NEW YORK — For months, victims of domestic violence have been stuck inside with their abusers during the pandemic but now the NYPD say with the city opening up, officers are able to go back to home visits and check on victims.
“They’re knocking the doors, they’re talking to our victims in person, reassuring them that there is hope, there is help for them and putting them in the direction of some good answers,” said Chief Kathleen White, head of the NYPD's Domestic Violence Unit.
White believes outreach is important and her professional mission is to get victims the help they need.
She also knows first hand.
"You’d be amazed of how many officers on this job, especially DVOs, have been victims in the past, whether it’s domestic violence, myself included in that one and you know what? We are here to say, listen if we got help and look at us, so you know what? You can get help, too.”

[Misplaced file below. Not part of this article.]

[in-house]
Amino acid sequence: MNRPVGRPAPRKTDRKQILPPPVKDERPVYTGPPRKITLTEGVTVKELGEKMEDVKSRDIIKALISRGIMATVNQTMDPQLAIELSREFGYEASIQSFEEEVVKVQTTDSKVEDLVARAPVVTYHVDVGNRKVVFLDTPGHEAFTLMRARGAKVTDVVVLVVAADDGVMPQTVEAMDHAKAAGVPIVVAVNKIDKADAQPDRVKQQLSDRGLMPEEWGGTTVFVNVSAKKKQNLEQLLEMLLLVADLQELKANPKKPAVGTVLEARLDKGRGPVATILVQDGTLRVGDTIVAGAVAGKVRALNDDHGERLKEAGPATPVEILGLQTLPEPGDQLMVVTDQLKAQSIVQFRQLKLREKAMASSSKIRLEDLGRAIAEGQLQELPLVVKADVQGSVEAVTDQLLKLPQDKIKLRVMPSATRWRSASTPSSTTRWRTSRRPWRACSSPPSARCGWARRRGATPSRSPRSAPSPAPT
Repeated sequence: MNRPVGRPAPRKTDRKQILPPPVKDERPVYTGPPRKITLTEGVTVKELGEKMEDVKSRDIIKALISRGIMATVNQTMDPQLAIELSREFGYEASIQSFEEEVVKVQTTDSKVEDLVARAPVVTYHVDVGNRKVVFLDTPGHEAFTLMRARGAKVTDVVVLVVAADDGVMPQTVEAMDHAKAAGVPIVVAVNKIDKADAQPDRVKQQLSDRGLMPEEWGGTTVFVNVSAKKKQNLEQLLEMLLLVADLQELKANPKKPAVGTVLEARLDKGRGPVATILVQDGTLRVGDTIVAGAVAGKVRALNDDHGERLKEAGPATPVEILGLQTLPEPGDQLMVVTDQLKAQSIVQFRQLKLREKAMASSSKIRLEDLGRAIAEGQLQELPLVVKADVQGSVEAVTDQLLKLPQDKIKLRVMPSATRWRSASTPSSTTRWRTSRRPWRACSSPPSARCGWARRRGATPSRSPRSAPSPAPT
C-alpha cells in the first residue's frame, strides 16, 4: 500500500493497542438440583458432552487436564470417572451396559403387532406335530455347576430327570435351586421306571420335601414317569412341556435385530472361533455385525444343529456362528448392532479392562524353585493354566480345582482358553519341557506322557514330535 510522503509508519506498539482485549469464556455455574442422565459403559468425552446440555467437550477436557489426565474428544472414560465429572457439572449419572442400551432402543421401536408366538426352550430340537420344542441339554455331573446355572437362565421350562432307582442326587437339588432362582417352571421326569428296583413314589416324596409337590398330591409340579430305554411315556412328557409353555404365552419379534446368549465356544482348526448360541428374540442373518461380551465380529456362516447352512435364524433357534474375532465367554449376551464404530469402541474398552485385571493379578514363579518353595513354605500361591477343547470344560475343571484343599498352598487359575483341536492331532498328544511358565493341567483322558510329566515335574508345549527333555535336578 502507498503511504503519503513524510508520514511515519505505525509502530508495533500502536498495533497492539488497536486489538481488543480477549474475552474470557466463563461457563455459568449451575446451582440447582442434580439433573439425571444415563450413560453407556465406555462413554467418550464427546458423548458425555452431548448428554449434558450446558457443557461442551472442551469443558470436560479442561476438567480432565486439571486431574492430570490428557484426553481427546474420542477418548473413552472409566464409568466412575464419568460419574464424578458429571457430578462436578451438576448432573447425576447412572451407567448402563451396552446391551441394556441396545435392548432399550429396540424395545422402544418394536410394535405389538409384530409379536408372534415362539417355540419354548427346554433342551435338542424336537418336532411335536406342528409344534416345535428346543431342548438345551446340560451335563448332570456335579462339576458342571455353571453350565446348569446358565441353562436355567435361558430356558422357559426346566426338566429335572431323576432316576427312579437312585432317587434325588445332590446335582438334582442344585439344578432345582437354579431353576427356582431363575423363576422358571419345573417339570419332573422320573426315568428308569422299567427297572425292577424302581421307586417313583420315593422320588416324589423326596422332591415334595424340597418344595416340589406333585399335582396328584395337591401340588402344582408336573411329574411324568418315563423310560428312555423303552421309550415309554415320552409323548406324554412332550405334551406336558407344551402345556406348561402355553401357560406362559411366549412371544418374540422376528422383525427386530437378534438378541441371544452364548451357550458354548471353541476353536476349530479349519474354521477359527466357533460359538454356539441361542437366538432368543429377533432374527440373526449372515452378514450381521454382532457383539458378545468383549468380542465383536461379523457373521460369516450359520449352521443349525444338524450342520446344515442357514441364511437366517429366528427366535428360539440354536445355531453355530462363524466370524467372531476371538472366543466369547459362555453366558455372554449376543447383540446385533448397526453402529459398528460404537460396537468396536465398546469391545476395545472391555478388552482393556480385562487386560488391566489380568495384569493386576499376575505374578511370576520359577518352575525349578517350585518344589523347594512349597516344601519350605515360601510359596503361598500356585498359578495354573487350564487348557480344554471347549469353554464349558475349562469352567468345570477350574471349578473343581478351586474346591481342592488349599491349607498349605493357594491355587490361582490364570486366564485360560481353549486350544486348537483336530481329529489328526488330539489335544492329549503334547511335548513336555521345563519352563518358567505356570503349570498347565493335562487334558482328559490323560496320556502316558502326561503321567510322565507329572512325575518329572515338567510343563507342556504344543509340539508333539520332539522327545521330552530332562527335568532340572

But for some victims that first step to get help is not easy. Even police know, domestic violence is one of the most dangerous calls they respond to.
Four years ago, Sgt Paul Tuzzolo died in a hale of bullets — in the Bronx. And few weeks the Queens
During peak of the pandemic, police say domestic violence went under-reported and victims stayed in the dark but luckily more light is being shed, including a purple patrol car. It's NYPD’s way of going everywhere at anytime to help stop domestic violence.
It’s about letting victims know they are not alone and that getting help can be simple.
If you or someone you know is suffering from domestic violence, our website has resources you can use.